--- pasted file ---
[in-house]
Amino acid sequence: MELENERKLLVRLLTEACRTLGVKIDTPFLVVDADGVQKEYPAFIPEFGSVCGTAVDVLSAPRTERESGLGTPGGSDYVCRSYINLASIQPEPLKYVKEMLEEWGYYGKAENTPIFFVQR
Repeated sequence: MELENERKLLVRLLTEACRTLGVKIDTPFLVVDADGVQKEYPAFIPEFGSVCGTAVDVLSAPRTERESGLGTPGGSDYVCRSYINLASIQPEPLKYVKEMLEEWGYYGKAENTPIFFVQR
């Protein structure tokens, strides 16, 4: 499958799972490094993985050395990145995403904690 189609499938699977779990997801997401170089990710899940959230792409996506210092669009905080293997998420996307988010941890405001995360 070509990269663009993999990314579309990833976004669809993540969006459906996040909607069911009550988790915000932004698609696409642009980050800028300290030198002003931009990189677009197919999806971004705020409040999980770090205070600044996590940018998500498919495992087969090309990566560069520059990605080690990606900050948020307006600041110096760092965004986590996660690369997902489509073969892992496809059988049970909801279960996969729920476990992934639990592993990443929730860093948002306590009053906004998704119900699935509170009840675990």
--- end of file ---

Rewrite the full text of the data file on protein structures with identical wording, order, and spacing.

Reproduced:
[in-house]
Amino acid sequence: MELENERKLLVRLLTEACRTLGVKIDTPFLVVDADGVQKEYPAFIPEFGSVCGTAVDVLSAPRTERESGLGTPGGSDYVCRSYINLASIQPEPLKYVKEMLEEWGYYGKAENTPIFFVQR
Repeated sequence: MELENERKLLVRLLTEACRTLGVKIDTPFLVVDADGVQKEYPAFIPEFGSVCGTAVDVLSAPRTERESGLGTPGGSDYVCRSYINLASIQPEPLKYVKEMLEEWGYYGKAENTPIFFVQR
């Protein structure tokens, strides 16, 4: 499958799972490094993985050395990145995403904690 189609499938699977779990997801997401170089990710899940959230792409996506210092669009905080293997998420996307988010941890405001995360 070509990269663009993999990314579309990833976004669809993540969006459906996040909607069911009550988790915000932004698609696409642009980050800028300290030198002003931009990189677009197919999806971004705020409040999980770090205070600044996590940018998500498919495992087969090309990566560069520059990605080690990606900050948020307006600041110096760092965004986590996660690369997902489509073969892992496809059988049970909801279960996969729920476990992934639990592993990443929730860093948002306590009053906004998704119900699935509170009840675990």